You are probably thinking, “This man has come again.” The truth is that I never left. I have been harping on the benefits of being able to peg the network of a smartphone. I shall continue to. This time I am talking about the importance of being able to peg 4G network on a smartphone. Let me tell you a story of three smartphones and two 4G networks.
Cannot Peg 4G Network: Scene One
Last weekend, I put my MTN 4G SIM card in an Android smartphone that I was to review. As usual, I was all excited about playing with a new toy for the period of the review. Within moments, I had a network signal. I got 4G. Ah! All was good. But the bubble burst not too long after. Ask me what happened. Good.
After a while, the phone network switched to 3G. And then 2G. And then after a period of frustrating wait, it went back to 4G. But it didn’t stay there for long. I dived into the phone settings and found Network Settings. There, I discovered that the only options I had were auto network. In other words, the phone had no options to let me peg it to 2G only, 3G only, or 4G only. For the period of the review, I had to live with the dancing around of the network from 2G to 3G to 4G and back. Internet usage was anything but pleasant for the period.
This is what the network mode menu looks like for a phone that does not provide the option to peg to 4G network only:
If you pick 4G, it lets the phone switch between all three. If you select 3G, it lets the phone switch between 3G and 2G. If you select 2G, the device is pegged to 2G only.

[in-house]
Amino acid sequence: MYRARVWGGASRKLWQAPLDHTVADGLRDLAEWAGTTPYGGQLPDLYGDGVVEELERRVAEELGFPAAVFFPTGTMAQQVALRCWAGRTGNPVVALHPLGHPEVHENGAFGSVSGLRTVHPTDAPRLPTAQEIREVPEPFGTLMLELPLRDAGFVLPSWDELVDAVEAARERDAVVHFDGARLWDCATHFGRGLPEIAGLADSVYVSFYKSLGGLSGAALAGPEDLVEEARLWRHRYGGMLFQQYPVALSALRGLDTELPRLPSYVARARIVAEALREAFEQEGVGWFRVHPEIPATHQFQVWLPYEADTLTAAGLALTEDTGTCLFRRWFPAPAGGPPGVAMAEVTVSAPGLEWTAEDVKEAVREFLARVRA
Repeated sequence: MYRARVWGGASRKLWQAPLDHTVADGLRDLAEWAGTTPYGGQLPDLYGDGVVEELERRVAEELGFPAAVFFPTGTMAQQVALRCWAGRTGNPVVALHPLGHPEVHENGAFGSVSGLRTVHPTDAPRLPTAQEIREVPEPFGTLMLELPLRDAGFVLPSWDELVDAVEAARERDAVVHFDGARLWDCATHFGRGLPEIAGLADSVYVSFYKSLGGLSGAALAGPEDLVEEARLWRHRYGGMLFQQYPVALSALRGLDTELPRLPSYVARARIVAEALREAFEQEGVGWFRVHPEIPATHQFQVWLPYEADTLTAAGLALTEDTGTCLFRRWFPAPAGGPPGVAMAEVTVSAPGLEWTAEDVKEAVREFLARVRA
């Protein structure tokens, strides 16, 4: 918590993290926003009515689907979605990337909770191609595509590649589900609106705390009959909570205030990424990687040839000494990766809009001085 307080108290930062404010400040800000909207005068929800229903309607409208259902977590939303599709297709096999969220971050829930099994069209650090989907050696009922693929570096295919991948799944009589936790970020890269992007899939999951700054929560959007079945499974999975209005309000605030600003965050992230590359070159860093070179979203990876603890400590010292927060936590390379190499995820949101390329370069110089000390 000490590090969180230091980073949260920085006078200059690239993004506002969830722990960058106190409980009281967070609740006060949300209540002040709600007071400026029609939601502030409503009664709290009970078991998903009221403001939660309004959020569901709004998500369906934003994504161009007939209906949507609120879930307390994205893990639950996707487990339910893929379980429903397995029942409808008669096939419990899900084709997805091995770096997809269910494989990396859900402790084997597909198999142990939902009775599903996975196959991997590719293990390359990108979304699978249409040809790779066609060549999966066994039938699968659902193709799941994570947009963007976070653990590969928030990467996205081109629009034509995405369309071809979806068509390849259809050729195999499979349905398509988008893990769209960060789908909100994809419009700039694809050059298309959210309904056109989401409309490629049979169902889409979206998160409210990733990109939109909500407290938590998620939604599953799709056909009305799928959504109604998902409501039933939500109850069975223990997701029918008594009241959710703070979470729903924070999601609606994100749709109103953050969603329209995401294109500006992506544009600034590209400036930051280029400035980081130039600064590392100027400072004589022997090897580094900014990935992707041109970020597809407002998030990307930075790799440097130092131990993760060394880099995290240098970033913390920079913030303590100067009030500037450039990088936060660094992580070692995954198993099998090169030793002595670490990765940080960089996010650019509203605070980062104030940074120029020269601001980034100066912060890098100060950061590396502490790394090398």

Cannot Peg 4G Network: Scene Two
At the office yesterday, a Mobility Arena team member mentioned how he was not getting Etisalat 4G network there at the office. He had enjoyed 4G service all weekend at home and now, here at work where he really needed it, it was nowhere to be found. I checked the network settings menu of his phone and found out that the phone did not provide the option to peg network. So, we decided to see what was up. We removed his SIM card and put it into another phone that provided the option to peg. Then we pegged it to 4G only. Voila! Etisalat 4G appeared. It was just two bars, but it stayed and delivered good speeds.
Of course, we had to return his SIM to his 4G smartphone and he went without 4G service for the rest of the day. The sad thing is that Etisalat mobile internet is mostly unusable in 2G and 3G modes her eat the office, so he was unable to use his data subscription at all. If his phone could peg to 4G network, he would be having a ball.
Cannot Peg 4G Network: Scene Three
Yesterday, I finally got a Glo 4G SIM card. Because of Glo’s rare LTE band 28(700), the only smartphone at my disposal that could work on it was the Lumia 950. I wasn’t excited about the prospects, because I knew that the 950 did not offer 4G only pegging. The only network one can peg on it is 3G. Have a look:
The next best option was to set it to pick 4G as the highest connection speed. That means the phone will switch between 2G, 3G, and 4G depending on network conditions. I have had my Glo 4G SIM in the Lumia 950 since yesterday afternoon, but the damned phone has stayed locked on 2G (EDGE) all through till now. What the heck! Not even 3G. At least, keep me locked on 3G. Not freaking 2G.What am I going to do with 2G in 2016?
Three different 4G smartphones that did not allow the user to peg 4G network.